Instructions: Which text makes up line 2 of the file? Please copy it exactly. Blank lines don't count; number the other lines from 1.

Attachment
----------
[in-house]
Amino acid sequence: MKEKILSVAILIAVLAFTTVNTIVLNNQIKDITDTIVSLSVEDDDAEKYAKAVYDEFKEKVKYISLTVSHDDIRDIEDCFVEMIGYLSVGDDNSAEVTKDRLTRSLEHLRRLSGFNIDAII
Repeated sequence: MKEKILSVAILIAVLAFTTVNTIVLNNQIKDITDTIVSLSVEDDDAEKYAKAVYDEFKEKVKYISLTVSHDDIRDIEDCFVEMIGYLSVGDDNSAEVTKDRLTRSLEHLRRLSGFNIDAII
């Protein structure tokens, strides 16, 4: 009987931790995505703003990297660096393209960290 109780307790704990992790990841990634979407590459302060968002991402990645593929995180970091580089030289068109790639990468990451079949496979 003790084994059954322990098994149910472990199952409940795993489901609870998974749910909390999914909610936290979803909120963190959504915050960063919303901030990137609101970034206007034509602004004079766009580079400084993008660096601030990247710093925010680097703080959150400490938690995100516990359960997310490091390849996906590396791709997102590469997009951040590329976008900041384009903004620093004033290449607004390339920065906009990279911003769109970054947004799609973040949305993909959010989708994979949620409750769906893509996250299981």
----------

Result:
Amino acid sequence: MKEKILSVAILIAVLAFTTVNTIVLNNQIKDITDTIVSLSVEDDDAEKYAKAVYDEFKEKVKYISLTVSHDDIRDIEDCFVEMIGYLSVGDDNSAEVTKDRLTRSLEHLRRLSGFNIDAII